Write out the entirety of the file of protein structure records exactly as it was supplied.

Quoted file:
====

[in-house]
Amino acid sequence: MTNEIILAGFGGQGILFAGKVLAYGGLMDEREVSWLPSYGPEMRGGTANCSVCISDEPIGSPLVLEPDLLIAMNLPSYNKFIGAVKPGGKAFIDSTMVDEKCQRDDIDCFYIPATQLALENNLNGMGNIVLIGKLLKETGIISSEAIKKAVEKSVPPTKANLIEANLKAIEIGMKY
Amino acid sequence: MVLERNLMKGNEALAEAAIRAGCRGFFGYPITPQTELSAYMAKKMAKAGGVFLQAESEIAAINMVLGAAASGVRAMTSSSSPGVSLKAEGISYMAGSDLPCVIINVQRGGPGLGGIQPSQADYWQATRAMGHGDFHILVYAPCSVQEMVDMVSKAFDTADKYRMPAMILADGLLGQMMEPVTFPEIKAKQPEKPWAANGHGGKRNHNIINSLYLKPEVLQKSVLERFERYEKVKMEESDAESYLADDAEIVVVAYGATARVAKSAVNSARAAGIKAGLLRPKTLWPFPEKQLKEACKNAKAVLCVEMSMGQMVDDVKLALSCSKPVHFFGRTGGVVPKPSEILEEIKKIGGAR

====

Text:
[in-house]
Amino acid sequence: MTNEIILAGFGGQGILFAGKVLAYGGLMDEREVSWLPSYGPEMRGGTANCSVCISDEPIGSPLVLEPDLLIAMNLPSYNKFIGAVKPGGKAFIDSTMVDEKCQRDDIDCFYIPATQLALENNLNGMGNIVLIGKLLKETGIISSEAIKKAVEKSVPPTKANLIEANLKAIEIGMKY
Amino acid sequence: MVLERNLMKGNEALAEAAIRAGCRGFFGYPITPQTELSAYMAKKMAKAGGVFLQAESEIAAINMVLGAAASGVRAMTSSSSPGVSLKAEGISYMAGSDLPCVIINVQRGGPGLGGIQPSQADYWQATRAMGHGDFHILVYAPCSVQEMVDMVSKAFDTADKYRMPAMILADGLLGQMMEPVTFPEIKAKQPEKPWAANGHGGKRNHNIINSLYLKPEVLQKSVLERFERYEKVKMEESDAESYLADDAEIVVVAYGATARVAKSAVNSARAAGIKAGLLRPKTLWPFPEKQLKEACKNAKAVLCVEMSMGQMVDDVKLALSCSKPVHFFGRTGGVVPKPSEILEEIKKIGGAR